1. Gut Feelings: The Intelligence of the Unconscious by Gerd Gigerenzer
2. Zen and the Art of Writing by Ray Bradbury
3. Lovely to Look At: What Animals Should Know about Humans by Noreen
4. The Gifts of Imperfection by Brené Brown
5. To Kill a Mockingbird by Harper Lee
6. Prodigal Summer by Barbara Kingsolver
7. Bradbury Speaks: Too Soon from the Cave, Too Far from the Stars
8. The Imaginary Girlfriend by John Irving
9. What You Need by Andrew Forbes
10. Where Did You Sleep Last Night by Lynn Crosbie
11. House Inside the Waves by Richard Taylor
12. Beetle by Matthew Henly
13. In Patagonia by Bruce Chatwin
14. The Fatal Shore: The epic of Australia’s founding by Robert Hughes
15. The Western Home: Stories for Home on the Range by Catherine Cooper
16. Amelia Earhart by Kathleen C. Winters
17. The Sum of Our Days by Isabel Allende
18. A Different Shred of Skin by T. Anders Carson
19. Fury by Salman Rushdie
20. We Sinners by Hanna Pylväinen
21. The Corner by David Simon & Edward Burns
22. Holidays on Ice by David Sedaris
LINKS TO MY SHORT STORIES PUBLISHED ONLINE
“A Polite Woman” in Cosmonauts Avenue
“Walking Past” in The Nottingham Review
“Disconnect” in Necessary Fiction
“Thank You for Disappearing” in PANK
“The Promise of Puppies” in Dragnet
“Little Hawk” in Little Fiction
“Hybrid Love” in Lies with Occasional Truth
My short story “Between the Pines” appears in the current issue of Paragon, published at Memorial University in St. John’s, Newfoundland.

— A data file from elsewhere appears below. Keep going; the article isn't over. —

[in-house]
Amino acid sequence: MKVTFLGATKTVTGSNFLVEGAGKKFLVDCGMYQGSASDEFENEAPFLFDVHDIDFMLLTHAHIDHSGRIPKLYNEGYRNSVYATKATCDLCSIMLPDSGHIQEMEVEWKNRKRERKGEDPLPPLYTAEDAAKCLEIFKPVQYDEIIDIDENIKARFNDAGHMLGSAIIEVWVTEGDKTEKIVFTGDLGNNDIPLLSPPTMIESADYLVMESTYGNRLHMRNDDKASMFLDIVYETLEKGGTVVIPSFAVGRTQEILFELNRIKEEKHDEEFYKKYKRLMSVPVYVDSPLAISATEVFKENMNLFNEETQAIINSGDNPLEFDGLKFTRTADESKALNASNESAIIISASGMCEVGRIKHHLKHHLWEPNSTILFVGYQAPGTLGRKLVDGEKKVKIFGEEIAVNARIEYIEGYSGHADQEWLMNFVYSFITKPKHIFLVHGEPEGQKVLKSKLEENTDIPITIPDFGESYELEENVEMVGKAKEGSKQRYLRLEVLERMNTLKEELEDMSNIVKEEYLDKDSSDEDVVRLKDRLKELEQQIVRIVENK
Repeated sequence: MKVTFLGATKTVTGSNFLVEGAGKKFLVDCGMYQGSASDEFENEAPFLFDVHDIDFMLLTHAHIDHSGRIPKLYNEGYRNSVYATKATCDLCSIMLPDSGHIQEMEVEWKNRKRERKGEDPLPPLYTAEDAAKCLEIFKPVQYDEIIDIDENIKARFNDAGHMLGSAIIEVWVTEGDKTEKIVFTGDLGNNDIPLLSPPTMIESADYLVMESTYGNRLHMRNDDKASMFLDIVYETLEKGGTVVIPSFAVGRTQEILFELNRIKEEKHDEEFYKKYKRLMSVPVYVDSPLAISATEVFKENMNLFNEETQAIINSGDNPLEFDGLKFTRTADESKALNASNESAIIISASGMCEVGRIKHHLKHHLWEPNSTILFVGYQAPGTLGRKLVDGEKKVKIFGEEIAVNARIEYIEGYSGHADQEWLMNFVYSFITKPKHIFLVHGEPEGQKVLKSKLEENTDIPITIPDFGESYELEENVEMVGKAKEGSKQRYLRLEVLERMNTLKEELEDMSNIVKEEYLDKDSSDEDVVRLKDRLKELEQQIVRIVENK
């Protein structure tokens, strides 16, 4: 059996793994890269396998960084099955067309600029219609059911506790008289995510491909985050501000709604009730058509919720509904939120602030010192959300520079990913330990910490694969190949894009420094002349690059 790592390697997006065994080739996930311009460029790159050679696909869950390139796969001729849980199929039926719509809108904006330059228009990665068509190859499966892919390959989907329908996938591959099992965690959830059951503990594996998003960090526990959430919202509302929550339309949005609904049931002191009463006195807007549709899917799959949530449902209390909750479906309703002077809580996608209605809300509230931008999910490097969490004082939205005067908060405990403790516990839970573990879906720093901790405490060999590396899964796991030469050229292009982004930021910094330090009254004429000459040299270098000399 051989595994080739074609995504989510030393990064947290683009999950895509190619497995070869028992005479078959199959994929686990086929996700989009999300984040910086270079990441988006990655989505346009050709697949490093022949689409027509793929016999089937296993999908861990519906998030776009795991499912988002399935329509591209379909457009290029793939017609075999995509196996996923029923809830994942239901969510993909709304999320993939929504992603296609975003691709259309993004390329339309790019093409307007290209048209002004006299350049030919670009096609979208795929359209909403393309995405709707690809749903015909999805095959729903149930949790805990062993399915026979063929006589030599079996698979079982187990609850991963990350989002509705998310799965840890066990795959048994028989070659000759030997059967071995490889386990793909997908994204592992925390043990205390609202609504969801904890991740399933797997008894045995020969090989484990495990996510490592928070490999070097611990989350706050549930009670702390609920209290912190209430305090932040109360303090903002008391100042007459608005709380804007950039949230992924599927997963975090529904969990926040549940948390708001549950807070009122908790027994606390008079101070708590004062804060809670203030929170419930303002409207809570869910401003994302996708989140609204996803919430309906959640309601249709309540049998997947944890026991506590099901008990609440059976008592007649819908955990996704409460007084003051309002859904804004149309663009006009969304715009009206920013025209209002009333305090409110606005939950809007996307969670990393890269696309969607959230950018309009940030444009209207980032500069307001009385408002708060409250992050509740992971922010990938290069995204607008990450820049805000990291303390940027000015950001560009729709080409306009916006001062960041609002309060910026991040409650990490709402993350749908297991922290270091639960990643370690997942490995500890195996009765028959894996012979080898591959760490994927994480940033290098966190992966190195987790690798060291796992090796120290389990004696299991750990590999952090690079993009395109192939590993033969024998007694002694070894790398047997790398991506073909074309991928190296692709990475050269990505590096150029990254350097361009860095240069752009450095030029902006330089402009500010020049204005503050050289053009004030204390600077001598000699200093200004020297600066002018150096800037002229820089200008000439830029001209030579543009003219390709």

This story takes place in Ottawa and was inspired in part by neighbourhoods Glen Cairn and the Byward Market, as well as my experience working in childcare. “Between the Pines” is included in my first collection, Men and the Drink.
“Pinky is relieved, along with her students, when the bell rings at lunch. She walks five blocks to her retreat, a long narrow park that edges the Ottawa River. It’s quiet contrast to classroom chaos is soothing. She strolls along the stretch of green until she comes upon the two large Austrian pines. She sits between them on a blanket of brown needles.
The pines are similar to those that dominated her front lawn when she was a child. Although the two trees started off as saplings, one had trouble keeping up with the other. Every Christmas, Pinky would hang heavy loops of blue and green lights on her wrists and unwind them slowly for her dad. Eventually he needed a ladder to reach the tops. Her cat Tommy would often climb them and meow. She wanted her dad to rescue him, but he always said that the cat was fine, that Tommy liked to be in the trees because he felt safe.”
Thank you to the editors at Paragon Press for accepting my story.
A reminder of the importance of perseverance… “Between the Pines” was rejected thirteen times before finding a home on the East Coast.